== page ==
Now that the gazette has launched a better online search engine, I’m trying to sort my way through a bunch of articles focused on last year’s tourism. Below are some notes I’ve made
Tourism Arrivals (from july)
“air arrivals were also up by almost ten percent”
“visitors stayed longer”
“first peak season in which all of the Island’s major properties were open for business, meaning there were more beds available and Bermuda did not have to turn visitors away as happened in previous high seasons.”
“Dr. Brown rightly raised a number of risk factors that must be considered carefully.”
These include crime, especially against visitors, complacency and inattention to detail, he said, adding: “Each of these in their own way will detract from the tireless efforts of many Bermudians to grow tourism.”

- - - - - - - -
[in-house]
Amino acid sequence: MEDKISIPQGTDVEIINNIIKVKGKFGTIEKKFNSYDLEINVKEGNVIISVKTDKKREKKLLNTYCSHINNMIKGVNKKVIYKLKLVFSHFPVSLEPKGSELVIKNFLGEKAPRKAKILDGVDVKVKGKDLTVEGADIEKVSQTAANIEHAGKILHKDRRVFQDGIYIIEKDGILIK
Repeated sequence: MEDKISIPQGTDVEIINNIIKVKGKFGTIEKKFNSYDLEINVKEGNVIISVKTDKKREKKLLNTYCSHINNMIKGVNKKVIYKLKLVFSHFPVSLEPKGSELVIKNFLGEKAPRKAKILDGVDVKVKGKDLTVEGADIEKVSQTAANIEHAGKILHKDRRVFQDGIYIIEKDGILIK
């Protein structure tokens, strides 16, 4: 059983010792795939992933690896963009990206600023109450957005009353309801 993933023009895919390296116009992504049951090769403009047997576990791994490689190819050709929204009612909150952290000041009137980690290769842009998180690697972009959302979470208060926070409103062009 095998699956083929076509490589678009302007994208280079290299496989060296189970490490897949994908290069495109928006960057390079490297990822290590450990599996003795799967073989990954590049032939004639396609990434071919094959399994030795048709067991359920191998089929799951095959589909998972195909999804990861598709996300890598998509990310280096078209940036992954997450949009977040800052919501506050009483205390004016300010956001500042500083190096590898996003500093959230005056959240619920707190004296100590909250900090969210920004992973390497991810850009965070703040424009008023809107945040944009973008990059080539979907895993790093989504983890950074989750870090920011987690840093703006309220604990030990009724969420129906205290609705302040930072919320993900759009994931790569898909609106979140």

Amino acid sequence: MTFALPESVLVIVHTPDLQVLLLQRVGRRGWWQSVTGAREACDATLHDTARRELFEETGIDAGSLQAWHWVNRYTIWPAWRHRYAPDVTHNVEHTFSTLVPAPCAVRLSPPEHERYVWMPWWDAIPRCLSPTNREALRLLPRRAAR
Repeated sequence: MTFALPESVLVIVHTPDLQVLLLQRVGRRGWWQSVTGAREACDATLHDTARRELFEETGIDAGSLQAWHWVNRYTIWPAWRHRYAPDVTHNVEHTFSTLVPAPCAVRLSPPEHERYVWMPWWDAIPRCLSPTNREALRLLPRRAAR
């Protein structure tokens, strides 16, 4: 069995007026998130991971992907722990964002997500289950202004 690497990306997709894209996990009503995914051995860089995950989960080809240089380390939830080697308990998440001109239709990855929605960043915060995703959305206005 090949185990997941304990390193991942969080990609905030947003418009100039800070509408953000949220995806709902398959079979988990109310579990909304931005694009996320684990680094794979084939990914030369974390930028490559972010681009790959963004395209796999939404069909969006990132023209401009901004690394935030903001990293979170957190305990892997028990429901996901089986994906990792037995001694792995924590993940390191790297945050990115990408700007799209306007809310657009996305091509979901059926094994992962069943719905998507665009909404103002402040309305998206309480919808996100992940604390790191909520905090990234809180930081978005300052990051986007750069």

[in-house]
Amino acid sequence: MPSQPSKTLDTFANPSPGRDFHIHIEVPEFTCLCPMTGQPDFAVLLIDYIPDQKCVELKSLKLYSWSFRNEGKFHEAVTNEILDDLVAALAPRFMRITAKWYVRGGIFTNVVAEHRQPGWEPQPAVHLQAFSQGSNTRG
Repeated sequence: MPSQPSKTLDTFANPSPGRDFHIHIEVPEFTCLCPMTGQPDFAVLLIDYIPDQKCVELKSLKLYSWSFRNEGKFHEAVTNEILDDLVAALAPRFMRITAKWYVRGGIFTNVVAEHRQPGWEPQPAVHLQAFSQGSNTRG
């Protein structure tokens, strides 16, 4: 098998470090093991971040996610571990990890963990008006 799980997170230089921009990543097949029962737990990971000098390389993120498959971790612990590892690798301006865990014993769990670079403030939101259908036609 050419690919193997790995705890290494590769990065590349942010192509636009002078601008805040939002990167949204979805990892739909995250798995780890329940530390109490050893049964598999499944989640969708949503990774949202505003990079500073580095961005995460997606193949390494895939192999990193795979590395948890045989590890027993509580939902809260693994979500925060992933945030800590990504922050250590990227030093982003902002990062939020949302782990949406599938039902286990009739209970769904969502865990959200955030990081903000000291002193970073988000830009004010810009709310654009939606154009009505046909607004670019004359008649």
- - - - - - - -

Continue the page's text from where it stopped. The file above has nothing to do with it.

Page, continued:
“Visitors simply have too many choices today, and it takes very little for them to decide against a place where they fear they may not be safe.”
“20,345 visitors arrived on commercial airlines last month, compared to 18,743 last year.”
“November increased by 8.55 percent over the same period last year”
“overall arrivals soaring 23.2 percent over 2005 with a total of 641,717 air and cruise visitors. More importantly, air arrivals rose ten percent to 298,973 visitors”
“Dr. Brown … announcing … upscale Southlands development … to … give the industry the same kind of jump start that the Atlantis resort did in the Bahamas .”
“The overall growth in tourism has largely been driven by the surge in cruise arrivals, which increased 36 percent to a record 336,299 in 2006”